It's little known that this is by far, the most delicate and fragile part of your kit, the snare wires in particular, are a crucial, and an extremely frail part of this drum. Moreover, snare wires ain't snare wires either; you can spend as little as $8, and as much as $80 on wires, and the difference is profound. Give it a try, I know I was amazed the first time I tried anything other than the cheapest wires at the music store. By a process of trial and error I eventually discovered my preferred strand count, loop size and overall snare tension.
By just brushing your hand across the snare wires you can very easily stretch a few strands out so they are longer than the others, resulting in constant buzzing when you play the snare, and unacceptable sympathetic buzzing when playing other drums. To get around this, most players will tighten their wires up, and sure, it reduces the buzzing, but because the other wires are now much tighter than ideal, they choke the drum and you have then lost most of the body and tone. For this reason I profess that snare wires should be set as loose as possible to obtain the desired length of snare sound after the initial impact.
There are a few modes of thought regarding tuning, the first and probably most accepted is open tuning, where all lugs on each head are the same tension, and both heads are tuned to the same pitch.
You can then experiment with the ratio of pitch between the top and bottom heads, somewhere between a major 3rd and a perfect 5th will give you some tone flare, (ie. The tone starts high and slides down as it decays). The further apart the two heads are in terms of pitch, (within reason), the more tone flare you get.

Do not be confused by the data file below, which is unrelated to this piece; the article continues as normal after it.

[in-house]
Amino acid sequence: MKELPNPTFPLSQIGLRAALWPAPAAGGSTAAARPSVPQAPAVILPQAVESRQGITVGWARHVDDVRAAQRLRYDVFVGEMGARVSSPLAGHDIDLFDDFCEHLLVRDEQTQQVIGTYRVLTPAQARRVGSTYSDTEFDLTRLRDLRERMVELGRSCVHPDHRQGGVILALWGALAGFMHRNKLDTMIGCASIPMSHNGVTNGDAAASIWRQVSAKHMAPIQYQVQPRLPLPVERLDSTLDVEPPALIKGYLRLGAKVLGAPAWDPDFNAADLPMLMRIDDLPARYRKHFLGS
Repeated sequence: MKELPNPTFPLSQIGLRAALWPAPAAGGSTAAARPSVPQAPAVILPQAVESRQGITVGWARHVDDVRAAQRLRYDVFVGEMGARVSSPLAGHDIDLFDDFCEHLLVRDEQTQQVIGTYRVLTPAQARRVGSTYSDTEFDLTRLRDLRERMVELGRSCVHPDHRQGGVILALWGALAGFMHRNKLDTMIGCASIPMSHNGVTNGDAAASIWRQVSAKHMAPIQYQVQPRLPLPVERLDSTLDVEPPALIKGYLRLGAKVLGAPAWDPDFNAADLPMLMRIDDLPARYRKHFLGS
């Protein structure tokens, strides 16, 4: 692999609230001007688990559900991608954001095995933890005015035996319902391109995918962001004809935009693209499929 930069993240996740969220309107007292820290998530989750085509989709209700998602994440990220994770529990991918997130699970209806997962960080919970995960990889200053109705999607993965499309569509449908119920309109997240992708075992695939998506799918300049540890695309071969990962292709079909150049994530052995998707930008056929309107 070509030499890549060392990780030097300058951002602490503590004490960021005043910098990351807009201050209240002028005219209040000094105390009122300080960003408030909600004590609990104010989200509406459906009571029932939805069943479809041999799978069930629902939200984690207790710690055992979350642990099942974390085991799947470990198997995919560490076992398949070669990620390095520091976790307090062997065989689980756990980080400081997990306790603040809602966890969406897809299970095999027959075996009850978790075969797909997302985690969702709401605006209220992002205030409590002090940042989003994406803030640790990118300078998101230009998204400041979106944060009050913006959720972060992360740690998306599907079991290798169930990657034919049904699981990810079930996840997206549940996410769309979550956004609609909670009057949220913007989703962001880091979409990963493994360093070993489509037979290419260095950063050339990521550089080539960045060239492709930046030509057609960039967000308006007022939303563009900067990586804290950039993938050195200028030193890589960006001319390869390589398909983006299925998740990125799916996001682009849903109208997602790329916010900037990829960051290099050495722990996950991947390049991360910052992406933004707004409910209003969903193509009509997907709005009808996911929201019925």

This tuning is achieved by deadening one of the two heads, and tuning the other by tapping it with your finger about an inch from the hoop, directly in front each lug. If any lugs are significantly flat from the average pitch of the all the others bring them up slightly, and if any are sharp bring them down. When lowering the pitch of any lug, it's wise to undo the lug about a ½ turn more than necessary and bring it back up, otherwise it will take some time for the new tuning to stabilise – and probably go out of tune as you play.
Opposite lugs tend to have the greatest effect on each other, if you find it difficult to get a drum in tune with itself, check the tension of opposing lugs by pressing your thumbs into the head near the edge of the head at opposing lugs at the same time, if one side is significantly different, match them to each other.
The other 'method' for tuning toms is to basically leave one or two lugs on the batter head completely, or almost completely undone. This can introduce more character into the sound and can be useful when playing Jazz, Hip-Hop, or Funk.
The ultimate key is to experiment, just make sure you do it with reasonably new heads, because old heads can play tricks on you.